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Änderungen an Schritt Nr. 6

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[title] Solid State drives
[* icon_note] If you are dealing with a fairly recent system this is highly advised. '''While this is a very worthwhile upgrade, not everyone can afford one or you may not want one.''' Additional steps to enable TRIM will have to be performed that are not covered in this guide due to being distro neutral and only touching on hardware.
[* black] '''16-64GB:''' You will not see these produced by the main companies producing SSD's anymore, being redundant with how cheap 128GB SSD's are now. However, you will still find these from previous years of production and the generic SSD's like Transcend. However, the primary players no longer manufacture these.
[* black] '''128GB:''' While these are still viable for light users who rely on the cloud for part of their storage, they are the smallest potentially viable size you can go for. If you can afford to get a 256GB class or 256GB SSD, that will be the way to go, because a 256GB drive will not be much more money in comparison to a 128GB SSD.
[* black] '''256GB:''' These are the current best value size you can get for the money, at least right now. These are going to be small, but if you manage the space correctly you will not have as much of a problem as you will have with 128GB SSD's.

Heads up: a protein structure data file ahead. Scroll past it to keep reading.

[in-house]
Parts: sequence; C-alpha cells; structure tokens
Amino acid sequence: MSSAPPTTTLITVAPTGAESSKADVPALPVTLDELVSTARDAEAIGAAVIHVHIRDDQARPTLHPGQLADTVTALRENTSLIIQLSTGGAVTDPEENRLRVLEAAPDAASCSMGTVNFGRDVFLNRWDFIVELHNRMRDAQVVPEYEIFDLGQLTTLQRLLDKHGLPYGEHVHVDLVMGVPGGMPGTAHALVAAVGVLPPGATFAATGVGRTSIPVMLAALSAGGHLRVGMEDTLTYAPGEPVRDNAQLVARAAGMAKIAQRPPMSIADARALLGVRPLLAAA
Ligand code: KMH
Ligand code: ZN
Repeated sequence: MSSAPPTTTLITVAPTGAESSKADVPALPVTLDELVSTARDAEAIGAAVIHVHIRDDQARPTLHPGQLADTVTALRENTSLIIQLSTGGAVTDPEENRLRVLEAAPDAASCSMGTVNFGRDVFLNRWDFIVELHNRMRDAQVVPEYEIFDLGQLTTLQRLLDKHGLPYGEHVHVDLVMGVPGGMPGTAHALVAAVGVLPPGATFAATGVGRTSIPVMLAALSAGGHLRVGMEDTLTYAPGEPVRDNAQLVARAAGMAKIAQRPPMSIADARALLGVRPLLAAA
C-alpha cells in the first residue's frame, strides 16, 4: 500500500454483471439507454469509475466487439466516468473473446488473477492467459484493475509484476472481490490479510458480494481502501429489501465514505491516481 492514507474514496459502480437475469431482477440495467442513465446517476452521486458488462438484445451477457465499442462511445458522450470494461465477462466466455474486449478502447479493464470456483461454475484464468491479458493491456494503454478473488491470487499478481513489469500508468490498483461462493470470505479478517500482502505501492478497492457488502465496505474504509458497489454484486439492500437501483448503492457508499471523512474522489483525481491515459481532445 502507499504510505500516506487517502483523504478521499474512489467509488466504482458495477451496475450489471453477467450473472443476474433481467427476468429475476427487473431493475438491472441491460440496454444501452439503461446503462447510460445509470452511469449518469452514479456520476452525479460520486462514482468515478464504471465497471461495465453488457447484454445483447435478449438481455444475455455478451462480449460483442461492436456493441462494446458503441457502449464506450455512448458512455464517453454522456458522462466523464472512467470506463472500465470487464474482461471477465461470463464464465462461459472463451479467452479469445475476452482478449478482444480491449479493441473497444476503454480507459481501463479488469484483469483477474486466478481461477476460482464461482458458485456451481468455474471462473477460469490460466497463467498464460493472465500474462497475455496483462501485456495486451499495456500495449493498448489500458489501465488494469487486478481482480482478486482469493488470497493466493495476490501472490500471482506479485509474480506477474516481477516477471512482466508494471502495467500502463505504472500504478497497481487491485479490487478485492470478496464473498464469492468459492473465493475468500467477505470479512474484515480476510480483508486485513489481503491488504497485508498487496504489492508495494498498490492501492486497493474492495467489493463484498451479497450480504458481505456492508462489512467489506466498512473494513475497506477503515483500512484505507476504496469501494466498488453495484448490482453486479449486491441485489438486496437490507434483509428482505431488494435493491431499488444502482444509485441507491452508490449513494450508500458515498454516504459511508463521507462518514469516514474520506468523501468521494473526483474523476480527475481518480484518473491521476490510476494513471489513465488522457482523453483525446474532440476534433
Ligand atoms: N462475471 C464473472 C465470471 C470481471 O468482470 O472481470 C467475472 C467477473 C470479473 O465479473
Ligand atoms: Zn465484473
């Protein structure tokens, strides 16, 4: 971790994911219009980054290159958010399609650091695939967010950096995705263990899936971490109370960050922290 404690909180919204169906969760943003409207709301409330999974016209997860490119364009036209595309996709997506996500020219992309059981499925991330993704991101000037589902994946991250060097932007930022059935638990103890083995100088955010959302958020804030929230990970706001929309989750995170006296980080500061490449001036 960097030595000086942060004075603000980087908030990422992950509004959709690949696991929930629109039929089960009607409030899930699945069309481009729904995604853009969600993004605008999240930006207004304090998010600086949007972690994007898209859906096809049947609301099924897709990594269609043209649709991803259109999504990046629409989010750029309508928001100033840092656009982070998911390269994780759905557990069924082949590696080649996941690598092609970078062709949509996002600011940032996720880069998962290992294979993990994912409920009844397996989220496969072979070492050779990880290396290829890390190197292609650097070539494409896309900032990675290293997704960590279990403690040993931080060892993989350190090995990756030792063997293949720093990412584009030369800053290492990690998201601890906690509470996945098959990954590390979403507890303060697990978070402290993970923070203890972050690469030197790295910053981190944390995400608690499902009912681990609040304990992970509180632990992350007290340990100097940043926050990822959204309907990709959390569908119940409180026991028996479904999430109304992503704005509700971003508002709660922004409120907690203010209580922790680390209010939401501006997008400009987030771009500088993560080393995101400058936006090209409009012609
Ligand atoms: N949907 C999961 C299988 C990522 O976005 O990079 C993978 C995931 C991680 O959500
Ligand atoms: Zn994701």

[* black] '''512GB-1TB:''' These are the largest drives you have as a consumer right now but they aren't the best value for price per GB, and probably won't for a while. If you are considering this, you'd be better served with a 256GB SSD and a 1TB data drive setup, until the cost of a 1TB SSD drops to an acceptable price per GB.
[* black] '''2TB+''' 2TB drives are only a recent thing on the consumer, and have been traditionally limited to the enterprise sector. Due to being very recent, these drives are very expensive. It's in your best interest for the prices to drop to a price point that's sane.